stories from the field

The Other Side of the Story

Maryah’s son, Faruk* , a three-year-old boy, runs into the room, distraught that his rubber ball has popped. He jumps on his two older brothers, punches them both, while ripping apart the deflated ball with his teeth. The two boys don’t return the violence; they sit patiently while attempting to hold Faruk’s fists. Defeated, Faruk continues to run around in frustration. I’m astonished. Throughout the weeks I’ve been in this country, I’ve seen children use violence to resolve disputes. Violence is their norm. “Your brother is hitting you. Why didn’t you hit him back?” I asked. “We don’t hit. Hitting is bad.” For every story of a violent Faruk, there’s often the untold side of patience and love.

In conversations about going to Mid Asia, people often question me, “Isn’t it dangerous?”, “Why do you have to go? Let someone else go!”, “Aren’t you afraid you’ll be killed?” The relative danger is the side of the story that most of us see, and yet I’ve been given a heart that aches for this nation. Despite the potential violence and fighting, I find myself broken for Faruk and his brothers. God has led me here with a relentless tugging on my heart that I cannot ignore. It is because I am sure of His leading, that He is with me by my side, that I go to these people trusting in His protection and plan for me. With the skills He has given me, I believe I am called to tell the less told side of their story: one that’s filled with pain, and yet displays strength and beauty. These unreached people are loved by God and each have a story to tell. How beautiful would it be to have their stories include Christ one day!

1 Peter 1:8-9 says, “and though you have not seen Him, you love Him, and though you do not see Him now, but believe in Him, you greatly rejoice with joy inexpressible and full of glory, obtaining as the outcome of your faith the salvation of your souls”. I have so much admiration and respect for the long-term workers, who experience the daily corruption here, but remain hopeful for the joy and glory of God to transform these people. It’s this persevering hope that has kept them here by faith, serving and loving people in the face of danger. In turn, this has given the local people hope as well. Tangible ministries like paving roads, raising awareness about mental health, and introducing art therapy and music education have pointed a dark nation towards a God who cares deeply for them and loves them. On the other side of the violence and danger in this country, I also see this hope—it’s in the beauty of the children playing by the well; it’s in sunflowers adorning the land; it’s in God being glorified through the work He is doing amongst this people.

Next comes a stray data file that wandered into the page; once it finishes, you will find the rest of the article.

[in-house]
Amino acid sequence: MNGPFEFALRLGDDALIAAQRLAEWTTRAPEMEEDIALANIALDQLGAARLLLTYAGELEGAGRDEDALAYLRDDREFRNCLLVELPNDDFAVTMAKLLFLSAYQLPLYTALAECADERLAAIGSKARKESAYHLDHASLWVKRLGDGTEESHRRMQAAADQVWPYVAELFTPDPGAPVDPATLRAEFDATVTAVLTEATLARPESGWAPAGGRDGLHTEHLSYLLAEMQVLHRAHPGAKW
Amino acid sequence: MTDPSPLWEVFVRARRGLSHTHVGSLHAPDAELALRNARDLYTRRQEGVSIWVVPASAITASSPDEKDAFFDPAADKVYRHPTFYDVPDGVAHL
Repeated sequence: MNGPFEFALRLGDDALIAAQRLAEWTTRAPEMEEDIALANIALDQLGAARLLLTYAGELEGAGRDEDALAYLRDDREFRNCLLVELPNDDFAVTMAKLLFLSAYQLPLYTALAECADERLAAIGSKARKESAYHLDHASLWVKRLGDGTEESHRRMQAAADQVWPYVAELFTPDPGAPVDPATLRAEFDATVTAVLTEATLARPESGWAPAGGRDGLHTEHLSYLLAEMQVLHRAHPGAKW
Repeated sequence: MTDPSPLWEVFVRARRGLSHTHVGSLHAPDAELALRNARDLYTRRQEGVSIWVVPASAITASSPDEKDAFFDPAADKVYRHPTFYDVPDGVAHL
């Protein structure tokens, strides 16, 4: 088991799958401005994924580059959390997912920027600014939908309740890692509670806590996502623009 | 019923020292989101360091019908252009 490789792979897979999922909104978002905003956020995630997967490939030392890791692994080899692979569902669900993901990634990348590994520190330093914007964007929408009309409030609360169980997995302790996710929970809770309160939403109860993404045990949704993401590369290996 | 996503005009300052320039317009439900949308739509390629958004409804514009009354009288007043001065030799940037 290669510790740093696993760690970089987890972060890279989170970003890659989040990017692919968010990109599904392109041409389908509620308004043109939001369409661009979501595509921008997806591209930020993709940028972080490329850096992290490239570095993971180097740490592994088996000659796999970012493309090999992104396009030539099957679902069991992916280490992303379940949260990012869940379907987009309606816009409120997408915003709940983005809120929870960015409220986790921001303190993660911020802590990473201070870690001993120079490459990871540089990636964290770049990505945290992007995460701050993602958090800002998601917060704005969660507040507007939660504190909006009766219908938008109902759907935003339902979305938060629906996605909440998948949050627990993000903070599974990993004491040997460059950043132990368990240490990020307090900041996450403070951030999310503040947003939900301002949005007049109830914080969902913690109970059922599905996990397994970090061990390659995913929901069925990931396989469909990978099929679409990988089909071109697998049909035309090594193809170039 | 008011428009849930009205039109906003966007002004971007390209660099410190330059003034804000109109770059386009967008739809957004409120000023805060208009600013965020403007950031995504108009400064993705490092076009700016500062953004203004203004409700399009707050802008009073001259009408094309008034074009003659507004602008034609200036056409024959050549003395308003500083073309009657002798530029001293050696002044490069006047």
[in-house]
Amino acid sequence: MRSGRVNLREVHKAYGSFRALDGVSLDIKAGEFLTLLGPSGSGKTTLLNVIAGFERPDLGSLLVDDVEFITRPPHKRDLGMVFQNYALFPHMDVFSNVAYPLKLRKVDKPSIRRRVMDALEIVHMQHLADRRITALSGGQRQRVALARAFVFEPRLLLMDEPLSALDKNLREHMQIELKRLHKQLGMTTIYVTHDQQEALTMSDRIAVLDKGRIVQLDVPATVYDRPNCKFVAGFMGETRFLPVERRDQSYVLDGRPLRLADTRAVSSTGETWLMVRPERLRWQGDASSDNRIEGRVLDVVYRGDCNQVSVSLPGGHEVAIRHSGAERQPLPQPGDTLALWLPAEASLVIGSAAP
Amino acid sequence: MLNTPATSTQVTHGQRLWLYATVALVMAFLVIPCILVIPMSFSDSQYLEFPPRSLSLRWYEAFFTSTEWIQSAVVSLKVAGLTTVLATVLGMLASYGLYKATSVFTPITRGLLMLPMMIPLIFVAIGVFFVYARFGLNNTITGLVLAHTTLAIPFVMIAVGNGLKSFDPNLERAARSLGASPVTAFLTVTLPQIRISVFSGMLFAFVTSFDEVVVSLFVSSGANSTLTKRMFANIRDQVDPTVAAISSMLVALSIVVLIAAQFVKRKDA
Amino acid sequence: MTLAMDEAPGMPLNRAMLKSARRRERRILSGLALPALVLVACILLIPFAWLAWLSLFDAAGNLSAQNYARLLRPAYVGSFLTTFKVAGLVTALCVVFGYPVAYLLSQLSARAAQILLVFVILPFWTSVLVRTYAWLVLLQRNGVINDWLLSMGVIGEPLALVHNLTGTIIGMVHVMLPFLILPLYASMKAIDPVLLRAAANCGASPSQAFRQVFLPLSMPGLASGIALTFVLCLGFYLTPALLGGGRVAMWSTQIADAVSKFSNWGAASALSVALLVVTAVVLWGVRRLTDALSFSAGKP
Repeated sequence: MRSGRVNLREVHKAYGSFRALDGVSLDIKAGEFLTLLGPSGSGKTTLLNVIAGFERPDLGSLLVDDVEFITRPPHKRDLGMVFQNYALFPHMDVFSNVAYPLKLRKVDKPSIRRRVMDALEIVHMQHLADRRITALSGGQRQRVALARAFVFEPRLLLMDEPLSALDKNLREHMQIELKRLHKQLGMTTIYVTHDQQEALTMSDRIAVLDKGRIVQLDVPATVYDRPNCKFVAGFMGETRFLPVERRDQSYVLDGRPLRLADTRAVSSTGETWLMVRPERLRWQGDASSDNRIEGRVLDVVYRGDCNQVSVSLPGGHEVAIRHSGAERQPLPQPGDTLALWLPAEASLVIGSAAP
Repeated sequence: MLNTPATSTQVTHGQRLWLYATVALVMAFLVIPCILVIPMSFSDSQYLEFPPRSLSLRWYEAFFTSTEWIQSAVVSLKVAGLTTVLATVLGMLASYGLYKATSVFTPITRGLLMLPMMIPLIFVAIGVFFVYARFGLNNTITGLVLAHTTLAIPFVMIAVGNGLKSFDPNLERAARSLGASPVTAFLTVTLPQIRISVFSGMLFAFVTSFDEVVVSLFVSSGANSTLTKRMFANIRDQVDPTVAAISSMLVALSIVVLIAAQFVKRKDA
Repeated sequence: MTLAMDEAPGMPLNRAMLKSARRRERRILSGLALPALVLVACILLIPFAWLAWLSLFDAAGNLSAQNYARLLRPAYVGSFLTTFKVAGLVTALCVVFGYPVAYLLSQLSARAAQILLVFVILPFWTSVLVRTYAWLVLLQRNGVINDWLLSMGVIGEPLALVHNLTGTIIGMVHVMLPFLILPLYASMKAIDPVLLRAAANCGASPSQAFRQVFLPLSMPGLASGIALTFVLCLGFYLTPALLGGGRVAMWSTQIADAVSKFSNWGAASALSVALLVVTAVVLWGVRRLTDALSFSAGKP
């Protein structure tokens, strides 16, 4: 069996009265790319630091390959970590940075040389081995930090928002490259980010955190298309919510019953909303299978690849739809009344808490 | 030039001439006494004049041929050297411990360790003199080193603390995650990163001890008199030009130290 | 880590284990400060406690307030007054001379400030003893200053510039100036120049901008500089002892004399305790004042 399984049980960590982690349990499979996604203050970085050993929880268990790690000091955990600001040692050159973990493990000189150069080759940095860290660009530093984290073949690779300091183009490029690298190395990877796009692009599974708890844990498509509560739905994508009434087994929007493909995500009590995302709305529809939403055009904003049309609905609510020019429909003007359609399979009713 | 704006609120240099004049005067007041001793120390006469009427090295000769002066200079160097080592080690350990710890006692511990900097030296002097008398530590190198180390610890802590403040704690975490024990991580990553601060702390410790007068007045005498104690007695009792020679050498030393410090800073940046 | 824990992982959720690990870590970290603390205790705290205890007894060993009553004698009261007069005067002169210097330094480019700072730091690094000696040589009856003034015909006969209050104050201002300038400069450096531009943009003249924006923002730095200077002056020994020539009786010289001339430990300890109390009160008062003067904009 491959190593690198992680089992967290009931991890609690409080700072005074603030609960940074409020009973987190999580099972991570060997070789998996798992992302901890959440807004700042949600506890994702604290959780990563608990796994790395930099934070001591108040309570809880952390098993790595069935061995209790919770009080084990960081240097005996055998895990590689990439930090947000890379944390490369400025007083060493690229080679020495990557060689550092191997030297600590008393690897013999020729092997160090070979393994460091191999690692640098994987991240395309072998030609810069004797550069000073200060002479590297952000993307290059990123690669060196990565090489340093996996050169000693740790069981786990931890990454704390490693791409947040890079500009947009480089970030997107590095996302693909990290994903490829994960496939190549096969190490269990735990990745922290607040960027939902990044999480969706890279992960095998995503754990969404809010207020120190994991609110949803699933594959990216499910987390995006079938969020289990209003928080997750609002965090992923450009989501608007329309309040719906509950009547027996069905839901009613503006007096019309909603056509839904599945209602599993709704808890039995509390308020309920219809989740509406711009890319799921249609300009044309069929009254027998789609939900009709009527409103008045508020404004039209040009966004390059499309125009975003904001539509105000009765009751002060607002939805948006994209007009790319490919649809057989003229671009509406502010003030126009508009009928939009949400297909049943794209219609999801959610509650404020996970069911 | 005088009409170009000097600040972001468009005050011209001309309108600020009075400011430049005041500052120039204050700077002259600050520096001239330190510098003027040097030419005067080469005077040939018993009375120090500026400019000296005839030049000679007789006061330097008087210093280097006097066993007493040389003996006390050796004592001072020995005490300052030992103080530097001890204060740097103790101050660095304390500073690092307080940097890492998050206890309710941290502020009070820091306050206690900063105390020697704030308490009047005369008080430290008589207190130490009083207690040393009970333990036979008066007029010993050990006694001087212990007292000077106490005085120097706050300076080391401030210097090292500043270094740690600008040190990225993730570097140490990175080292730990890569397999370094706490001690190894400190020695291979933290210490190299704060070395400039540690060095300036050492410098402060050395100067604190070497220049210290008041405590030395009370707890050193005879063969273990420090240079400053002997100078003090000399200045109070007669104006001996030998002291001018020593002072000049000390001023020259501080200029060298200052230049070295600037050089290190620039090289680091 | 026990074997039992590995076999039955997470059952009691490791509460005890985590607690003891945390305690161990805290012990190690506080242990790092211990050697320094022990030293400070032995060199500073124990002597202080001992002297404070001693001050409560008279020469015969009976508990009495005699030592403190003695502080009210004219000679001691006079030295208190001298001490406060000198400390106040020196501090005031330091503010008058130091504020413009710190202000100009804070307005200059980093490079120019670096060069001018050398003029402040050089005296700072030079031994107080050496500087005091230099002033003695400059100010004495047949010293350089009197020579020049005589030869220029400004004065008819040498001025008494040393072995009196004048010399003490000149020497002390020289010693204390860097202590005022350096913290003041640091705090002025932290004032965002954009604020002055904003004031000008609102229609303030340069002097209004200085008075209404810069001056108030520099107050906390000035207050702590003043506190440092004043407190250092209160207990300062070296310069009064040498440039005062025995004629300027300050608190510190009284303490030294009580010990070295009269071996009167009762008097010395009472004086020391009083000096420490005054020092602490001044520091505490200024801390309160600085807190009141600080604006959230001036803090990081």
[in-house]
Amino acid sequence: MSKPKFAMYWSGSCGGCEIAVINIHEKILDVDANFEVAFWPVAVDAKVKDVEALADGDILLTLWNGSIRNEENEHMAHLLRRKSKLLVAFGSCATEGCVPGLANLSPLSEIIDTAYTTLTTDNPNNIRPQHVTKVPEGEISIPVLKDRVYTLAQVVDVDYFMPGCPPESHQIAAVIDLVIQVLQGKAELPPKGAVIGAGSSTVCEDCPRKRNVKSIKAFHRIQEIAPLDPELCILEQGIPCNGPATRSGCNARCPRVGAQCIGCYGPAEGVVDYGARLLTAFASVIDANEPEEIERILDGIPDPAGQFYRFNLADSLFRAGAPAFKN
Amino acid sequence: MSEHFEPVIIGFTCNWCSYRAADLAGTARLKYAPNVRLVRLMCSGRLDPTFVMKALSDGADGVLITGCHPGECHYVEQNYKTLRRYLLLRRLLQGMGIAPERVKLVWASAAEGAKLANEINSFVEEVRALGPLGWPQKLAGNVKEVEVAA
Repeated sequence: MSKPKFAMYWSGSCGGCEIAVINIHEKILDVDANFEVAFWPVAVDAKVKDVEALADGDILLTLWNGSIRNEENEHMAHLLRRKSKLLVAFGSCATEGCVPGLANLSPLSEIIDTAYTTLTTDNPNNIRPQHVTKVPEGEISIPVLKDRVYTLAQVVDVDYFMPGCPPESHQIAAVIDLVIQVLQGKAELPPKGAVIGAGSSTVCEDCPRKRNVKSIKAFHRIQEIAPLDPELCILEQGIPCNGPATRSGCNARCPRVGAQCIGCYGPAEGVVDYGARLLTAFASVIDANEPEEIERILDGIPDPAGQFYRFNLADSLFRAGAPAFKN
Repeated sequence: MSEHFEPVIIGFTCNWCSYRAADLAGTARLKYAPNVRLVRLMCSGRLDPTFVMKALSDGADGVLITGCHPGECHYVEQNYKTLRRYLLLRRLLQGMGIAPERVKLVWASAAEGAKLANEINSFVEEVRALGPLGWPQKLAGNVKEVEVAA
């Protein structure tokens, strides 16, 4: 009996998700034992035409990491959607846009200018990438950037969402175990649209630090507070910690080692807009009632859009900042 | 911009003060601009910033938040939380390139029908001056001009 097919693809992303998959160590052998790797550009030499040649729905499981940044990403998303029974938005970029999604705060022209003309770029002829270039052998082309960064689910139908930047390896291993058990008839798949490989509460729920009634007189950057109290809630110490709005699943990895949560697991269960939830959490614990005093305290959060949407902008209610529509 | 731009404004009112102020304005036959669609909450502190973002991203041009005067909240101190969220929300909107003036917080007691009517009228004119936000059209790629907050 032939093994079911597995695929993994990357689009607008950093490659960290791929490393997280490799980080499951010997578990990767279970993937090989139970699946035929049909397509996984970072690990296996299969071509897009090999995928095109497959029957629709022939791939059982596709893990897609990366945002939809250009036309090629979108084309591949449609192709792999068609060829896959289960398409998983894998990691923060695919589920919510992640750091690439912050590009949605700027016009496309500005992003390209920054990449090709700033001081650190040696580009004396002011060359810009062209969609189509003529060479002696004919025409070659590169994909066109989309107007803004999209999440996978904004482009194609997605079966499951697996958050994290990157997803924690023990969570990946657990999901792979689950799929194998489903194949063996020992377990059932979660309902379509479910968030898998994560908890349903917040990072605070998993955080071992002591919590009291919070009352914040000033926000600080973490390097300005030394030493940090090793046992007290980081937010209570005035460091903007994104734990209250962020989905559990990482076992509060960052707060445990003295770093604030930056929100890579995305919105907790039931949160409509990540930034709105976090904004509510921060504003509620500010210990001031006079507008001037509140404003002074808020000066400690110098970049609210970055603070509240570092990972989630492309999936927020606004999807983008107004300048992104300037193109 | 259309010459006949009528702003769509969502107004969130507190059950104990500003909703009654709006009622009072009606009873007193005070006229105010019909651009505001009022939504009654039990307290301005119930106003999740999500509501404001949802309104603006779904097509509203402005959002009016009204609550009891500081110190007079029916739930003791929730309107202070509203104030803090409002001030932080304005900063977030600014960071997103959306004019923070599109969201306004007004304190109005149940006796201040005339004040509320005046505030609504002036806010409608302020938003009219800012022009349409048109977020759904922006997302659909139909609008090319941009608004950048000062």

On my last visit to Faruk’s family, I presented them with Play-Doh. The boys cried, “I’ve seen this on TV but I’ve never played with it before!” They were overjoyed with something so simple — something I took for granted as a child. They carefully opened each container and began to make shapes. Maryah joined in. The boys showed off their creations and laughed; Maryah began to smile too. “The Play-Doh is making a difference. This act of relationship building demonstrates our Father’s love, even if it seems small”, my team leader said. The Play-Doh offered a temporary happiness, repainting their family portrait from one living in the midst of violence and strife to a simple picture of children laughing and enjoying their time together as a family.

I dream of a day when I can present these people with another gift—the Gospel of Jesus. Instead of providing temporary happiness, this gift will offer eternal joy. I long for that day!

We rejoice that the Lord continues to raise up more missionaries, such as the writer of this story, who recently joined Pioneers. In fact, through the help of supporters like you, Pioneers Canada was able to see 15 missionaries sent to the field last year! Thank you so much for sharing in this. Together, we can change the story of the unreached.

Gifts to our Strategic Priorities Fund help us recruit, train, and care for missionaries to the unreached around the world. Currently, we are in need of an additional $50,000 by the end of September. If you would like to give to this fund, you can call us at 866-268-8778, donate online at, or simply mail the enclosed response form with your gift.

*Name changed for security

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